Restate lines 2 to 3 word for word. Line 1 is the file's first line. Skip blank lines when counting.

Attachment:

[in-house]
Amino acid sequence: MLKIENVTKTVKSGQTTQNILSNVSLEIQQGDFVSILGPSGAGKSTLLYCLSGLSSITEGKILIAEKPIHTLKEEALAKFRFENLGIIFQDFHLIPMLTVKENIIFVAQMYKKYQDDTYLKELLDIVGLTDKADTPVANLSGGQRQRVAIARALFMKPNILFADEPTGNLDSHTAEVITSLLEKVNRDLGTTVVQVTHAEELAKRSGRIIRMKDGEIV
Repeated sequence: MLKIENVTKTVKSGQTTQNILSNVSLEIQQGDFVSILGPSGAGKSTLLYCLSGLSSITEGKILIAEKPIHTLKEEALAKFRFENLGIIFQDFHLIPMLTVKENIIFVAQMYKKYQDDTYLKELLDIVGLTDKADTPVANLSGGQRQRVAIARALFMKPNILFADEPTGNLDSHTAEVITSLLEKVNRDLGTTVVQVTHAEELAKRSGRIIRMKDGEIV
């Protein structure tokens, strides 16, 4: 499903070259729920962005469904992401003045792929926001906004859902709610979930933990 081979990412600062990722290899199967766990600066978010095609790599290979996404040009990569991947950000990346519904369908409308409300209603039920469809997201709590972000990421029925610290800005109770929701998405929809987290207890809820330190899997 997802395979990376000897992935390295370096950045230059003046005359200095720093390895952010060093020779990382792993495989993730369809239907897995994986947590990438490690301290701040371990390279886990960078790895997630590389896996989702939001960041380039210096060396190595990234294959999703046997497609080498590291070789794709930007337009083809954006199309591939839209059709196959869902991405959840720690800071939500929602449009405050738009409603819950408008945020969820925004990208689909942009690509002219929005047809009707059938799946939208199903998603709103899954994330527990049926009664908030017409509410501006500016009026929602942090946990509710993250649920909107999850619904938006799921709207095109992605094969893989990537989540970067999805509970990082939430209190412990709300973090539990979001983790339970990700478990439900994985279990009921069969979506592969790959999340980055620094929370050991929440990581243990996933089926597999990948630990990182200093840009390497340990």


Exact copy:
Amino acid sequence: MLKIENVTKTVKSGQTTQNILSNVSLEIQQGDFVSILGPSGAGKSTLLYCLSGLSSITEGKILIAEKPIHTLKEEALAKFRFENLGIIFQDFHLIPMLTVKENIIFVAQMYKKYQDDTYLKELLDIVGLTDKADTPVANLSGGQRQRVAIARALFMKPNILFADEPTGNLDSHTAEVITSLLEKVNRDLGTTVVQVTHAEELAKRSGRIIRMKDGEIV
Repeated sequence: MLKIENVTKTVKSGQTTQNILSNVSLEIQQGDFVSILGPSGAGKSTLLYCLSGLSSITEGKILIAEKPIHTLKEEALAKFRFENLGIIFQDFHLIPMLTVKENIIFVAQMYKKYQDDTYLKELLDIVGLTDKADTPVANLSGGQRQRVAIARALFMKPNILFADEPTGNLDSHTAEVITSLLEKVNRDLGTTVVQVTHAEELAKRSGRIIRMKDGEIV